Three NL Cadets embark on a historic trip just in time to commemorate Memorial Day
Three students from Frank Roberts Junior High School in Conception Bay South are among 19 youth from across the province who have been awarded a trip to Beaumont-Hamel for the annual July 1st ceremony. All three students from Frank Roberts (Wyatt Pereira, Eric Browne and Christopher Bradbury) are also members of 2562 Royal Canadian Army Cadets.
The students are recipients of the Historic Sites Association of NL Ambassador Award Program.
According to the Historic Sites Association’s website, to be considered for the Ambassador Award Program, students must complete their school’s heritage fair project on Newfoundland and Labrador’s role in the First World War.
In addition to visiting Beaumont-Hamel the award winners will also visit other European battlegrounds where the Royal Newfoundland Regiment fought.
They will also spend time in communities that are home to the bronze caribou monuments, the official memorial to the Regiment.
Christopher based his project on well known soldier Sgt. Tommy Ricketts. Ricketts was the youngest soldier to be awarded the Victoria Cross – the highest award for bravery among troops in the British Empire. Christopher said he chose to write about Ricketts because his parents (Jennifer and Rick Gushue) are members of the Kiwanis Club of Kelligrews. The club, in partnership with numerous groups, opened the Tommy Ricketts Memorial Peace Park in Kelligrews on Oct. 14, 2018 – the 100th Anniversary of Ricketts earning the Victoria Cross.
“Tommy Ricketts was only 15 when he went off to war. I learned about who he really was and what he did when he came home,” the 13-year-old said.
Christopher said he is looking forward to his trip to Beaumont-Hamel. “They called Eric’s name and then they called Wyatt’s name. I didn’t think they would send three people from the same school. But then they called my name. I was just so excited,” he said.
Christopher said it’s important to remember all those who fought for our freedom. “If they didn’t go over there our life, as we live it today, could be a lot different,” he said.
Frank Roberts Junior High School social studies department head Jerry Stringer said the Ambassador Award Program is a fantastic program.
“It is awesome to see these students being recognized for their outstanding achievements,” he said.
Eric dedicated his project to his great-great-uncle William Whittle. The young private contracted a disease and died in hospital while fighting in the war, the 14-year-old said. Eric also gathered a lot of information from the Rooms website.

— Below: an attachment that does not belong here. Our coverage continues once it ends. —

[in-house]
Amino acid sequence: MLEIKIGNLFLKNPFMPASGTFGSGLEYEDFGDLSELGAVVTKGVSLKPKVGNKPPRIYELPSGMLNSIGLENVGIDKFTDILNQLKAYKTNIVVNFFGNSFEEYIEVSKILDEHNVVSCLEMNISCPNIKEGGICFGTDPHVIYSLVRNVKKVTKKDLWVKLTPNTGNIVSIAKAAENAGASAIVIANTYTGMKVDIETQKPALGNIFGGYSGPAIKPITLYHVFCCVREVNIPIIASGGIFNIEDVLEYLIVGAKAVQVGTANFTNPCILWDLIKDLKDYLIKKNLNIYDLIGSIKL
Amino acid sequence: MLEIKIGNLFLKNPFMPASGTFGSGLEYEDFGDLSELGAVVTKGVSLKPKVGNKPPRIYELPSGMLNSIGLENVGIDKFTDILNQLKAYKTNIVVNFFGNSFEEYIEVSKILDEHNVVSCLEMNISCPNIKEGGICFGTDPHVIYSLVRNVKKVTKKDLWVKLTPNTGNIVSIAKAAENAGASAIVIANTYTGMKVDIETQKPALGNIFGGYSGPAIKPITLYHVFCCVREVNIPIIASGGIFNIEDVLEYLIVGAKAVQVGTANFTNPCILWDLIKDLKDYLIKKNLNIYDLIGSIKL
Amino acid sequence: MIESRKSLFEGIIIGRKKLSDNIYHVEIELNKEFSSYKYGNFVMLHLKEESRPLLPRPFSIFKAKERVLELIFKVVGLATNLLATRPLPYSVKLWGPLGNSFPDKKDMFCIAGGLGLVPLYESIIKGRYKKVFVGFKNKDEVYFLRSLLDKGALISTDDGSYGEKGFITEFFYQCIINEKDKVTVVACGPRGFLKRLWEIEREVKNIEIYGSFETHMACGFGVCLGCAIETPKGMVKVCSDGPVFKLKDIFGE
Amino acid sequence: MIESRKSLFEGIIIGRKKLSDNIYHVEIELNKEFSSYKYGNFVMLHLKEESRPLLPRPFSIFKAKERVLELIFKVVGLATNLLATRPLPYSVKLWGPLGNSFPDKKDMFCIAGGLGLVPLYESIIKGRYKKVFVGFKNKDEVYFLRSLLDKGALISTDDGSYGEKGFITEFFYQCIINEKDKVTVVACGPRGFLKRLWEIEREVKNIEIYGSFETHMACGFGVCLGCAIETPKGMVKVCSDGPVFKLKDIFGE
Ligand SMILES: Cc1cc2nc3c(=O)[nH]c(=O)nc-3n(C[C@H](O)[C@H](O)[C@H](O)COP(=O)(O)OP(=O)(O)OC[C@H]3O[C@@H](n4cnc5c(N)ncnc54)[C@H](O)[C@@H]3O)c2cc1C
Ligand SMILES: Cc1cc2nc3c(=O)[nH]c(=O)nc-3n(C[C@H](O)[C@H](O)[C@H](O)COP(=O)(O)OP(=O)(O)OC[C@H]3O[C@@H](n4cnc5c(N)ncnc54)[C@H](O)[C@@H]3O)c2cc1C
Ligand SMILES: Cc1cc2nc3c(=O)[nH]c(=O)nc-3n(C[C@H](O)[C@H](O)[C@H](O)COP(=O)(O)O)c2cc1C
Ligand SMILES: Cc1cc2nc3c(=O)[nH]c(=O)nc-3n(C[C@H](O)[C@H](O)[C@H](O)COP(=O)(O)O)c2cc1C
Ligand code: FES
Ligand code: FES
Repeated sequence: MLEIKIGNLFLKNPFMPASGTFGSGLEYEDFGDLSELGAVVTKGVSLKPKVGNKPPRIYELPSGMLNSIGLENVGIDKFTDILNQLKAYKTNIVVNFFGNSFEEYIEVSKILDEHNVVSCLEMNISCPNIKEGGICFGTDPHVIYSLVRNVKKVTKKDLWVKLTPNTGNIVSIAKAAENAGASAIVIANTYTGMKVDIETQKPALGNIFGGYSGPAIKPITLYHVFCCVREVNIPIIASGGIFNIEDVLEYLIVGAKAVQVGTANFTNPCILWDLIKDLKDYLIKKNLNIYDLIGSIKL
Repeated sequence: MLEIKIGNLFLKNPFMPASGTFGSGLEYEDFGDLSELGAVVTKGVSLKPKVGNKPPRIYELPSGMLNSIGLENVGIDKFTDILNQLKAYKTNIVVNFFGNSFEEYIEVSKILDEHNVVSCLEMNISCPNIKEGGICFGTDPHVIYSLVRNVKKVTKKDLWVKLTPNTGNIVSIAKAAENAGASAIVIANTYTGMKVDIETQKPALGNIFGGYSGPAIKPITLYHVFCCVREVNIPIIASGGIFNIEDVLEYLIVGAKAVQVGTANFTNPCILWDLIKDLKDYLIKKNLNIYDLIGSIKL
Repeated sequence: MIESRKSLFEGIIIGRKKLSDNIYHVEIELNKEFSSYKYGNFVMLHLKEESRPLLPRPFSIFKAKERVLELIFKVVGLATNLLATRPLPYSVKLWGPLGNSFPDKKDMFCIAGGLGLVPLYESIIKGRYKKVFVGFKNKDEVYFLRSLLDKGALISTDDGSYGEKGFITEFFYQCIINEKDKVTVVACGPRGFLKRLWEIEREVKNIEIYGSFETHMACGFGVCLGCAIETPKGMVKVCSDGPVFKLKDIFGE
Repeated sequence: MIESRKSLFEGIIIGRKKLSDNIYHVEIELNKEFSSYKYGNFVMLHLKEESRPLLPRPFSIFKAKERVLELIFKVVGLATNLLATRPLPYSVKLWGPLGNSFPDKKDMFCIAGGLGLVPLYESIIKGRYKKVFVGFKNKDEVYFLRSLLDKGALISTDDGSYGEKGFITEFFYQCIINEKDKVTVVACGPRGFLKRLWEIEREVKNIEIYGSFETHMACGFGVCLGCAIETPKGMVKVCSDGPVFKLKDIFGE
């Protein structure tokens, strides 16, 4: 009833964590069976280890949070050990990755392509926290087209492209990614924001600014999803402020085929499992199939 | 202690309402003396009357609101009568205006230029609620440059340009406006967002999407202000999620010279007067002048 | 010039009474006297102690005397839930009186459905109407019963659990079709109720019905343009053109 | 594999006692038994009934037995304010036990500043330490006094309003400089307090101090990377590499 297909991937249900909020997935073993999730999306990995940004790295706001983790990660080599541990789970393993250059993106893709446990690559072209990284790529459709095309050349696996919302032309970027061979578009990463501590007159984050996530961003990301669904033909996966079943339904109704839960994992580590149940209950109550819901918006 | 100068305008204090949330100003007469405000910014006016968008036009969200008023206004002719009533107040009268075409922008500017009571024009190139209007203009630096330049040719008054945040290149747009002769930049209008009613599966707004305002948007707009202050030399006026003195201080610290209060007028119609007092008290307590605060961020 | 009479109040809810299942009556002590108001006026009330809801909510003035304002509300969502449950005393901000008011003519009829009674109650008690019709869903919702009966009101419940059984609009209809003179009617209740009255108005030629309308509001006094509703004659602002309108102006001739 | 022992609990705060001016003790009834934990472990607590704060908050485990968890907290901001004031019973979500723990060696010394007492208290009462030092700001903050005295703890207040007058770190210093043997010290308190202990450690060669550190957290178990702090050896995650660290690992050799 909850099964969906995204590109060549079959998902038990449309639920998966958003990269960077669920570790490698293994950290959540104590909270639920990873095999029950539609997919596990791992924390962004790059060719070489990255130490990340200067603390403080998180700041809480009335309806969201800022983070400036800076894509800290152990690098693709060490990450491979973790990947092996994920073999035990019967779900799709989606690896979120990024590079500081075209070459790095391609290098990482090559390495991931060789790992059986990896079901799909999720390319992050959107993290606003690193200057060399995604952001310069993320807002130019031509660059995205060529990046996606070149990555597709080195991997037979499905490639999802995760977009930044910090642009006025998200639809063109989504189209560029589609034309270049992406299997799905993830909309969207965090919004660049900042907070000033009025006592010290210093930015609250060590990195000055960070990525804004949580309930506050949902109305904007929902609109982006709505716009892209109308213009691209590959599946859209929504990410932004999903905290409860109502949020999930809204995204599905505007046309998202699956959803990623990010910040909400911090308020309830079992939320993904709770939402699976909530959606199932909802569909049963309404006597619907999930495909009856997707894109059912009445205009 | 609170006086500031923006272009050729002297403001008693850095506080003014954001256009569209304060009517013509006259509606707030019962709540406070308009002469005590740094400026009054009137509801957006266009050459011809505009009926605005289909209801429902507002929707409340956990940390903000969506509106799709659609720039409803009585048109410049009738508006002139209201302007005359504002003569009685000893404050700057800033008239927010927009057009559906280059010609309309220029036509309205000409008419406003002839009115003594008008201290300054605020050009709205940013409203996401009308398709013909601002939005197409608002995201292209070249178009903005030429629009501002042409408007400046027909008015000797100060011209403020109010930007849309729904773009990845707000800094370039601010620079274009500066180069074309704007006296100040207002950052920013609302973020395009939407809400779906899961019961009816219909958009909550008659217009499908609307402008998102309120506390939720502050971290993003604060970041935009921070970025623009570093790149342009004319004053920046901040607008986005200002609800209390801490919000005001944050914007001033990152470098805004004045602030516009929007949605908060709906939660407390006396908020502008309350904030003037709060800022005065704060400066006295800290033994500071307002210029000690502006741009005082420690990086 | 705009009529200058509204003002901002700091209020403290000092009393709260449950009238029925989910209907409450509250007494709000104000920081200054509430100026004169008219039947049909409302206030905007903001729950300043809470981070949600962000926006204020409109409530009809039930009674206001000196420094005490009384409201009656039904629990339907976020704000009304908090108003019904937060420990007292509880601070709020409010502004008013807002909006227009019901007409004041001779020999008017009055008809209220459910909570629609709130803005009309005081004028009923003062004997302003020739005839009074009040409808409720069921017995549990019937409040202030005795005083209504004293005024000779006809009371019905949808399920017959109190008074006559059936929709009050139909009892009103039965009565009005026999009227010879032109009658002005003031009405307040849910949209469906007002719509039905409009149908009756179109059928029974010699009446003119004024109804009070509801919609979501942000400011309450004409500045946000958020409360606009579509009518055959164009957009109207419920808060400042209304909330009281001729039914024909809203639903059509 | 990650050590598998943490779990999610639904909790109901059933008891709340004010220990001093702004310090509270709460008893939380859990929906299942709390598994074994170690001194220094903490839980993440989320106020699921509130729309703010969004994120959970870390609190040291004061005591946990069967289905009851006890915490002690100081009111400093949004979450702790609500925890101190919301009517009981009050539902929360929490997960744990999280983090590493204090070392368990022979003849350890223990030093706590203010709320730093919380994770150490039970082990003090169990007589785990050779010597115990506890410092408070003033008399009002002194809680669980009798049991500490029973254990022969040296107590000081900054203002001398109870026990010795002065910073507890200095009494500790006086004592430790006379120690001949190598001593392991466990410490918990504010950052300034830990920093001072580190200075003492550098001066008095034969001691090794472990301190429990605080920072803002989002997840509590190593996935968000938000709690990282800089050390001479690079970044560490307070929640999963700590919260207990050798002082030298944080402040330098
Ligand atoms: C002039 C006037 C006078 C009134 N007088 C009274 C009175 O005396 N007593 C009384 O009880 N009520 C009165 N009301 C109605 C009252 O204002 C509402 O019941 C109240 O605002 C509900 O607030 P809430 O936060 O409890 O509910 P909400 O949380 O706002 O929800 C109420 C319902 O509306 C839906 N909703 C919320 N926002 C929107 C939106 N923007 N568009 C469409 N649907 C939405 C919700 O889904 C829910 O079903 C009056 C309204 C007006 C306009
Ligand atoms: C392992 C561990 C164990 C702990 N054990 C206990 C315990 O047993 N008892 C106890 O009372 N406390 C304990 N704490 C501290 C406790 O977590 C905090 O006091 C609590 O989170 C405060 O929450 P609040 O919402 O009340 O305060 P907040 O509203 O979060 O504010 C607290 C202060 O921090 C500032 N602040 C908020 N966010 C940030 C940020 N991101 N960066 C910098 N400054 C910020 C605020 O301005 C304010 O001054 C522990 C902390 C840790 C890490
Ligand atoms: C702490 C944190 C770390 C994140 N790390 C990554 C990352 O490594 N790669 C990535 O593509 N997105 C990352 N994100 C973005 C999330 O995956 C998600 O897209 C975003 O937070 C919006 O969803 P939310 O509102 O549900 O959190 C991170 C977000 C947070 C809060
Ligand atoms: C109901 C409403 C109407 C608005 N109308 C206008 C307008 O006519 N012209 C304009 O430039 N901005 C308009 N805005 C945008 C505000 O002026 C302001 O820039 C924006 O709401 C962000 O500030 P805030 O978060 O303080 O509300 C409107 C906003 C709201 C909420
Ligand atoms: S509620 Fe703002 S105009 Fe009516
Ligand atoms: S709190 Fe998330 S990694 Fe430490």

“I saw his registration form and every other document that had his name on it, the casualty list, everything,” he said.
Eric said the project gave him an opportunity to learn about his family’s connection to the war and to share that information with other members of his family.
“I’m proud that I got to teach my relatives a lot about their own heritage,” he said.
Eric admits the research was daunting and there were times when he thought about putting the project off until next year. He’s happy he didn’t do that.
“I gave it my all and stuck with it. And I’m so glad I did,” he said.
Wyatt agrees with Eric that one of the biggest lessons he’s learned from working on his project is to continue with your research even when things get tough. His reward for doing so is accomplishing his dream of touring the battle sites in Europe.
“I never could have accomplished any of this if I had just called it quits… and I sincerely hope that none of my fellow competitors who lost this year give up either,” he said.
Wyatt said he and the other two award winners from his school put dozens of hours into their projects. It’s not the first time he’s competed in the Ambassador Award Program. His entry last year didn’t make the final cut.
“After taking a couple of days to accept my loss I told myself that I was going to try again next year… By the time March 2019 rolled around (when students start working on their projects) I was already pumped up and ready to go start my new project,” the 14-year-old said.
Rather than focus on the five major battles that Newfoundland participated in (his approach for 2018), Wyatt presented the stories of two soldiers: Stanley Stewart Pinsent and Fred Abbott and the particular battles they fought in.
Both soldiers were from Musgrave Harbour where Wyatt’s grandmother was born and his mother was raised. Both soldiers died during the war.
Wyatt gathered much of his information from the Rooms website (www.therooms.ca) and was also in contact with a member of Pinsent’s family who sent him some of the soldier’s personal letters and told him interesting stories about the young man.
“As a thank-you to them I will be taking and sending them a picture of Stanley’s grave in Knightsbridge cemetery near Beaumont-Hamel,” Wyatt said.
For more information on the Ambassador Award Program visit historicsites.ca.